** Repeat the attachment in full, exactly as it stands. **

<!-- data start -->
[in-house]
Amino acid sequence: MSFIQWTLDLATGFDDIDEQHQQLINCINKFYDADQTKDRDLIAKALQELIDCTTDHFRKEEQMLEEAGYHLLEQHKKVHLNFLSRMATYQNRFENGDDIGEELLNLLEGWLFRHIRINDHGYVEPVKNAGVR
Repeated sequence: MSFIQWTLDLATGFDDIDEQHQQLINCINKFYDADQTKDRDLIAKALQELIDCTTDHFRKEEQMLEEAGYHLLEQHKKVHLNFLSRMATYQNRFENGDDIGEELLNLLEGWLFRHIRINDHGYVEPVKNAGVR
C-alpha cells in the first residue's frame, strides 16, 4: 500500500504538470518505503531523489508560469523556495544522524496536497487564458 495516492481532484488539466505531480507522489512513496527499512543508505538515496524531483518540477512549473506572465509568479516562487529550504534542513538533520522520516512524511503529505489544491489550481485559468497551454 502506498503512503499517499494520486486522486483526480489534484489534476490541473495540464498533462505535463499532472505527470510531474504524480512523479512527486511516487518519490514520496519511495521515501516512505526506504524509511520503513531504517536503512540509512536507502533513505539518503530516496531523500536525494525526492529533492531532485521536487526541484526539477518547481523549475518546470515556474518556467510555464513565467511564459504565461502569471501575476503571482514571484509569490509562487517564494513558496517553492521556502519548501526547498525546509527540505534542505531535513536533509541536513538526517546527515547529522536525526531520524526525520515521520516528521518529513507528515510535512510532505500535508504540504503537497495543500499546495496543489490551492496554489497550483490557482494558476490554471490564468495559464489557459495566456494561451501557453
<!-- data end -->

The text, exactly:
[in-house]
Amino acid sequence: MSFIQWTLDLATGFDDIDEQHQQLINCINKFYDADQTKDRDLIAKALQELIDCTTDHFRKEEQMLEEAGYHLLEQHKKVHLNFLSRMATYQNRFENGDDIGEELLNLLEGWLFRHIRINDHGYVEPVKNAGVR
Repeated sequence: MSFIQWTLDLATGFDDIDEQHQQLINCINKFYDADQTKDRDLIAKALQELIDCTTDHFRKEEQMLEEAGYHLLEQHKKVHLNFLSRMATYQNRFENGDDIGEELLNLLEGWLFRHIRINDHGYVEPVKNAGVR
C-alpha cells in the first residue's frame, strides 16, 4: 500500500504538470518505503531523489508560469523556495544522524496536497487564458 495516492481532484488539466505531480507522489512513496527499512543508505538515496524531483518540477512549473506572465509568479516562487529550504534542513538533520522520516512524511503529505489544491489550481485559468497551454 502506498503512503499517499494520486486522486483526480489534484489534476490541473495540464498533462505535463499532472505527470510531474504524480512523479512527486511516487518519490514520496519511495521515501516512505526506504524509511520503513531504517536503512540509512536507502533513505539518503530516496531523500536525494525526492529533492531532485521536487526541484526539477518547481523549475518546470515556474518556467510555464513565467511564459504565461502569471501575476503571482514571484509569490509562487517564494513558496517553492521556502519548501526547498525546509527540505534542505531535513536533509541536513538526517546527515547529522536525526531520524526525520515521520516528521518529513507528515510535512510532505500535508504540504503537497495543500499546495496543489490551492496554489497550483490557482494558476490554471490564468495559464489557459495566456494561451501557453